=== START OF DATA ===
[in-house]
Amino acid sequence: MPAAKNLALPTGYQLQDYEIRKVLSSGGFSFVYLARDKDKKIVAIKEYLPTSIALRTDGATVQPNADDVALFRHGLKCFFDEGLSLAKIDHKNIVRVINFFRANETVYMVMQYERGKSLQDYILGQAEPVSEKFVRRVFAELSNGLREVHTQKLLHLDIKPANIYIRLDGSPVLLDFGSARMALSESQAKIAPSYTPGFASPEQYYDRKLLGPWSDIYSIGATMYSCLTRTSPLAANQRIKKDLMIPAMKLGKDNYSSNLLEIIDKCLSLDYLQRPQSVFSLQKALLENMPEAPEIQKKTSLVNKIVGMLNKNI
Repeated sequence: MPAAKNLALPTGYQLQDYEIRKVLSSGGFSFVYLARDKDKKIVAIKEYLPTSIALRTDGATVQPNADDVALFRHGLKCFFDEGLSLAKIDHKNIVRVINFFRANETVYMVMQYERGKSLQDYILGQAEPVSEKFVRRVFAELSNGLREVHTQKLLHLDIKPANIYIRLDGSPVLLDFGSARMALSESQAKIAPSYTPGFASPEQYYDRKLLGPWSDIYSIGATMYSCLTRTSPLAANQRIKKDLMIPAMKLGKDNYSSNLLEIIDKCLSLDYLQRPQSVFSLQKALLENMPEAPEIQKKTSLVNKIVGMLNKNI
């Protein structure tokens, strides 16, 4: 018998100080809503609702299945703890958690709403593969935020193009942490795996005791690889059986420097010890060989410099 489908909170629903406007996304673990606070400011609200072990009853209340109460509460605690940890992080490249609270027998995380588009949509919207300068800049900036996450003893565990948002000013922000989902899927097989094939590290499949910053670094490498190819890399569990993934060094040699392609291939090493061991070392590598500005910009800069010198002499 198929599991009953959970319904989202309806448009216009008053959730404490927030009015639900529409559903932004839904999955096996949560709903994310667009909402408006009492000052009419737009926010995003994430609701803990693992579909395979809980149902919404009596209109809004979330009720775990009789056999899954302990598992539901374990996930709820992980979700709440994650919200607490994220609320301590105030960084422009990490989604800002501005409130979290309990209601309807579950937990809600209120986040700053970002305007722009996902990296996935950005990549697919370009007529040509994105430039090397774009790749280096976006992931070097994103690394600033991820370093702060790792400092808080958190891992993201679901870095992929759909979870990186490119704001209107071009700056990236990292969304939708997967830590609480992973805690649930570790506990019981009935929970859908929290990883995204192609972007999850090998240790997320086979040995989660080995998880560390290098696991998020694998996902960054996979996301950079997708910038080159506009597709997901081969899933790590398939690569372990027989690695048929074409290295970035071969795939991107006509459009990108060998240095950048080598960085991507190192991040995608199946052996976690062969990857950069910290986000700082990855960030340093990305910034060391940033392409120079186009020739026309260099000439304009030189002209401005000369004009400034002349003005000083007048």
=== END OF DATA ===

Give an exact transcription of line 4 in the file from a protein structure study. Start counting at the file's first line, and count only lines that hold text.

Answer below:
């Protein structure tokens, strides 16, 4: 018998100080809503609702299945703890958690709403593969935020193009942490795996005791690889059986420097010890060989410099 489908909170629903406007996304673990606070400011609200072990009853209340109460509460605690940890992080490249609270027998995380588009949509919207300068800049900036996450003893565990948002000013922000989902899927097989094939590290499949910053670094490498190819890399569990993934060094040699392609291939090493061991070392590598500005910009800069010198002499 198929599991009953959970319904989202309806448009216009008053959730404490927030009015639900529409559903932004839904999955096996949560709903994310667009909402408006009492000052009419737009926010995003994430609701803990693992579909395979809980149902919404009596209109809004979330009720775990009789056999899954302990598992539901374990996930709820992980979700709440994650919200607490994220609320301590105030960084422009990490989604800002501005409130979290309990209601309807579950937990809600209120986040700053970002305007722009996902990296996935950005990549697919370009007529040509994105430039090397774009790749280096976006992931070097994103690394600033991820370093702060790792400092808080958190891992993201679901870095992929759909979870990186490119704001209107071009700056990236990292969304939708997967830590609480992973805690649930570790506990019981009935929970859908929290990883995204192609972007999850090998240790997320086979040995989660080995998880560390290098696991998020694998996902960054996979996301950079997708910038080159506009597709997901081969899933790590398939690569372990027989690695048929074409290295970035071969795939991107006509459009990108060998240095950048080598960085991507190192991040995608199946052996976690062969990857950069910290986000700082990855960030340093990305910034060391940033392409120079186009020739026309260099000439304009030189002209401005000369004009400034002349003005000083007048």